Massachusetts’ looming recreational marijuana market has the potential to be one of the most prosperous in the nation.
Under rules finalized this month, cannabis entrepreneurs face no license caps for an assortment of business categories, edibles and myriad other goods are permitted, and there are opportunities to build a brand.
But applicants seeking to set up shop when the Bay State’s adult-use industry opens this summer will face a gauntlet of requirements that have already derailed scores of aspiring medical marijuana businesses.
Of the roughly 275 businesses that have applied for MMJ licenses since Massachusetts voters approved medical cannabis in 2012, only 22 have opened. At least 50 applications have expired.
Recreational license applicants can expect more of the same, observers said, though these same hurdles could benefit entrepreneurs who can cross the finish line.
“If you’re able to get open here, you’re going to see a more protected environment,” said Scott Moskol, an attorney who heads the cannabis practice at Boston law firm Burns & Levinson.
“We’re not going to see the downward pricing pressures as … Keep reading
A 92-year-old landlord who leased a storefront to a marijuana dispensary will receive a new hearing after a court dismissed her bankruptcy case on the grounds that acceptance of rent payments from the dispensary disqualified her from bankruptcy relief. Last month, a Bankruptcy Appellate Panel for the 9th Circuit remanded the Chapter 13 case after finding that the Court did not adequately detail a bad faith finding and, therefore, did not support its conclusion that the debtor violated federal law (namely, the Controlled Substances Act).
The landlord, Patricia Olson, owned a shopping center in Lake Tahoe, California, and, in 2013, began leasing space to Tahoe Wellness Cooperative, a state-licensed dispensary. However, the CSA makes it illegal to knowingly lease a property for the purpose of distributing marijuana. At the initial hearing to authorize the sale of the shopping center, the Bankruptcy Court for the District of Nevada took issue with the fact that Ms. Olson had continued to accept rent payments from the dispensary during her bankruptcy proceedings. The Court went so far as to say that Ms. Olson committed a crime by leasing to a business operation deemed illegal under the CSA. Accordingly, the Court concluded that … Keep reading
When it comes to the cannabis industry, banks and other financial institutions can find themselves in particularly murky legal waters (see Banking & Cannabis: Where Do Things Stand?). Federal rules dictate that banks and financial institutions that accept deposits from cannabis-related businesses may be liable for penalties, which has led to cannabis-related business in many states being conducted almost entirely in cash. Not only does this result in operational hurdles, particularly when it comes to paying taxes and compensating employees, it can also result in large amounts of cash being stored onsite, which, in turn, can lead to increased crime and an unsafe work environment. As California Senator Robert Hertzberg pointed out, “these business handle significant economic activity, yet they are forced to operate under the table and with little government oversight, as if they’re a black-market operation.”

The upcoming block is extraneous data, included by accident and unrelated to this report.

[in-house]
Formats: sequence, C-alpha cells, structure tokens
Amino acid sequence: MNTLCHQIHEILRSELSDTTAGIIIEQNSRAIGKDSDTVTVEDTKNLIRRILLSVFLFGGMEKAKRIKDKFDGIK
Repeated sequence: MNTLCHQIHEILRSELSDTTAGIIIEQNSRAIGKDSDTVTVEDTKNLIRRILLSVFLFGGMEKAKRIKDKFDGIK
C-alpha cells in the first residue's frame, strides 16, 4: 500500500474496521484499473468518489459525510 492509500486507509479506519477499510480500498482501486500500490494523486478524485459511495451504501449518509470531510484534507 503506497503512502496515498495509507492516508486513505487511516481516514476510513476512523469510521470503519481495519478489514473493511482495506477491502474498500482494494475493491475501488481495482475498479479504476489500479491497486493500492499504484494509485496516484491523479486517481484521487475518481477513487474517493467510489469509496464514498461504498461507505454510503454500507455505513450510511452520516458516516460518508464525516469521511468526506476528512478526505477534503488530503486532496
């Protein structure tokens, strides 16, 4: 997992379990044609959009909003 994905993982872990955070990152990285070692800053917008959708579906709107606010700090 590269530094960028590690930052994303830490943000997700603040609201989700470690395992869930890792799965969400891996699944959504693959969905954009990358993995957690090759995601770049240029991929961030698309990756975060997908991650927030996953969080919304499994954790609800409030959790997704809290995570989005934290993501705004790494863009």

Historically, under the Cole Memo, the consensus seems to have been that financial institutions would not be penalized in states that have legalized cannabis, unless those financial institutions were willfully ignorant to customer activities that could lend themselves to criminal financial transactions (e.g., the concealment of funds derived from other illegal activity, or the use of marijuana proceeds to support … Keep reading
Massachusetts’ Cannabis Control Commission landed firmly in the middle of the road when it voted on February 26, 2018, to postpone granting licenses to marijuana home-delivery services and “social consumption” operations. In justifying the delay, the CCC claimed that it needs additional time to craft rules that address public health and safety concerns, such as impaired driving and underage sales. Despite the postponement, it’s important to note that these limitations in no way impact retail marijuana dispensaries and their suppliers, which remain scheduled to open for business in July 2018.
While the decision is a setback for those in favor of an immediate roll-out, the CCC did agree to initially grant delivery and social consumption licenses to individuals affected by the War on Drugs, meaning that they will not be boxed out of the market when those licenses become available in 2019. This policy is meant to preserve a place in the market for lower-cost marijuana businesses, like delivery services.
While Governor Baker applauded the CCC’s action as part of establishing a “safe and responsible retail” market, others may view it as an opportunity that will appeal to entrepreneurs lacking investment capital, as the types of businesses affected will … Keep reading
I recently attended the New England Real Estate Journal’s “Cannabis: The Next Phase in Commercial Real Estate” summit, which brought together a number of local players for networking and a high-level discussion of where the industry stands in Massachusetts. In addition to being fantastic networking opportunities, events such as this allow attendees to get a sense of where the conversation on cannabis is heading, and for us, can be invaluable in terms of helping to anticipate concerns that clients will have and issues they’ll face.
Some of my takeaways:
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